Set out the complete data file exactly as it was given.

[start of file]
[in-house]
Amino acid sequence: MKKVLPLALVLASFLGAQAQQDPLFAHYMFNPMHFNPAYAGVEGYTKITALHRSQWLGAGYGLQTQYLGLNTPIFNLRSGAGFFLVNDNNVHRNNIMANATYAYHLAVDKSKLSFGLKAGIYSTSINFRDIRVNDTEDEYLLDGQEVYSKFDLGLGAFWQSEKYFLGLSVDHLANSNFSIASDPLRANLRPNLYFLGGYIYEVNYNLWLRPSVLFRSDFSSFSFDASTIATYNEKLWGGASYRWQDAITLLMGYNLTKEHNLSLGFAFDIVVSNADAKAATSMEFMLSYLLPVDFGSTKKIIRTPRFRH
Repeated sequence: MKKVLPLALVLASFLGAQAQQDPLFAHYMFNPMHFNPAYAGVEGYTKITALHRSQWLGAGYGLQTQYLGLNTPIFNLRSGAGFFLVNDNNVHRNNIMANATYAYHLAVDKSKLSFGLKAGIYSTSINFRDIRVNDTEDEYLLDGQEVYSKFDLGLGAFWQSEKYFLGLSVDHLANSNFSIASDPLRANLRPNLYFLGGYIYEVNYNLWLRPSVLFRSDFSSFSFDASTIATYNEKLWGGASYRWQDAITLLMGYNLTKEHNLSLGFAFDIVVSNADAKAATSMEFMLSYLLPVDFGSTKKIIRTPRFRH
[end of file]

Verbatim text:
[in-house]
Amino acid sequence: MKKVLPLALVLASFLGAQAQQDPLFAHYMFNPMHFNPAYAGVEGYTKITALHRSQWLGAGYGLQTQYLGLNTPIFNLRSGAGFFLVNDNNVHRNNIMANATYAYHLAVDKSKLSFGLKAGIYSTSINFRDIRVNDTEDEYLLDGQEVYSKFDLGLGAFWQSEKYFLGLSVDHLANSNFSIASDPLRANLRPNLYFLGGYIYEVNYNLWLRPSVLFRSDFSSFSFDASTIATYNEKLWGGASYRWQDAITLLMGYNLTKEHNLSLGFAFDIVVSNADAKAATSMEFMLSYLLPVDFGSTKKIIRTPRFRH
Repeated sequence: MKKVLPLALVLASFLGAQAQQDPLFAHYMFNPMHFNPAYAGVEGYTKITALHRSQWLGAGYGLQTQYLGLNTPIFNLRSGAGFFLVNDNNVHRNNIMANATYAYHLAVDKSKLSFGLKAGIYSTSINFRDIRVNDTEDEYLLDGQEVYSKFDLGLGAFWQSEKYFLGLSVDHLANSNFSIASDPLRANLRPNLYFLGGYIYEVNYNLWLRPSVLFRSDFSSFSFDASTIATYNEKLWGGASYRWQDAITLLMGYNLTKEHNLSLGFAFDIVVSNADAKAATSMEFMLSYLLPVDFGSTKKIIRTPRFRH